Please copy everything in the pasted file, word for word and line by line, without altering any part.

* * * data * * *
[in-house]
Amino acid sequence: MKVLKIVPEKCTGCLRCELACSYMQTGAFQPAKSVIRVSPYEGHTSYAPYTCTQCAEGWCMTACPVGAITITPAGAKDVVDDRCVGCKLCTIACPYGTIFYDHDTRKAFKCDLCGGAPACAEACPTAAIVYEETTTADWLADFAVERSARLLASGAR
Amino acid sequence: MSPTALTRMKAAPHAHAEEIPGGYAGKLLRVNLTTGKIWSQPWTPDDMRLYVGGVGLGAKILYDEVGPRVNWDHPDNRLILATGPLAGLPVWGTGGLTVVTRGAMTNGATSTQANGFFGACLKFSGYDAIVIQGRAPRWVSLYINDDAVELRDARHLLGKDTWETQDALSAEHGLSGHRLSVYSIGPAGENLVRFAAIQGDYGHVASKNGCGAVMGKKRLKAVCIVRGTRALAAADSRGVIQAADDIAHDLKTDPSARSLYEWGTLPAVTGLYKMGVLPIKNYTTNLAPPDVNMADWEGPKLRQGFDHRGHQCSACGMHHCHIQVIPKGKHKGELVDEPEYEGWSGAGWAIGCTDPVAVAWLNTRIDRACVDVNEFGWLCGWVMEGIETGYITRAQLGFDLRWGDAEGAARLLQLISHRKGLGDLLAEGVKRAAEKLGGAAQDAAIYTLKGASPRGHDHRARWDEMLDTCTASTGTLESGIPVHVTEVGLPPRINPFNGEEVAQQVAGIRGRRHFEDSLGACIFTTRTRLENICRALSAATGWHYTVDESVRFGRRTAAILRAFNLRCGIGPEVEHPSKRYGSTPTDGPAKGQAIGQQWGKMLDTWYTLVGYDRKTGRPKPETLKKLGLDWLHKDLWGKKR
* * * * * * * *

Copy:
[in-house]
Amino acid sequence: MKVLKIVPEKCTGCLRCELACSYMQTGAFQPAKSVIRVSPYEGHTSYAPYTCTQCAEGWCMTACPVGAITITPAGAKDVVDDRCVGCKLCTIACPYGTIFYDHDTRKAFKCDLCGGAPACAEACPTAAIVYEETTTADWLADFAVERSARLLASGAR
Amino acid sequence: MSPTALTRMKAAPHAHAEEIPGGYAGKLLRVNLTTGKIWSQPWTPDDMRLYVGGVGLGAKILYDEVGPRVNWDHPDNRLILATGPLAGLPVWGTGGLTVVTRGAMTNGATSTQANGFFGACLKFSGYDAIVIQGRAPRWVSLYINDDAVELRDARHLLGKDTWETQDALSAEHGLSGHRLSVYSIGPAGENLVRFAAIQGDYGHVASKNGCGAVMGKKRLKAVCIVRGTRALAAADSRGVIQAADDIAHDLKTDPSARSLYEWGTLPAVTGLYKMGVLPIKNYTTNLAPPDVNMADWEGPKLRQGFDHRGHQCSACGMHHCHIQVIPKGKHKGELVDEPEYEGWSGAGWAIGCTDPVAVAWLNTRIDRACVDVNEFGWLCGWVMEGIETGYITRAQLGFDLRWGDAEGAARLLQLISHRKGLGDLLAEGVKRAAEKLGGAAQDAAIYTLKGASPRGHDHRARWDEMLDTCTASTGTLESGIPVHVTEVGLPPRINPFNGEEVAQQVAGIRGRRHFEDSLGACIFTTRTRLENICRALSAATGWHYTVDESVRFGRRTAAILRAFNLRCGIGPEVEHPSKRYGSTPTDGPAKGQAIGQQWGKMLDTWYTLVGYDRKTGRPKPETLKKLGLDWLHKDLWGKKR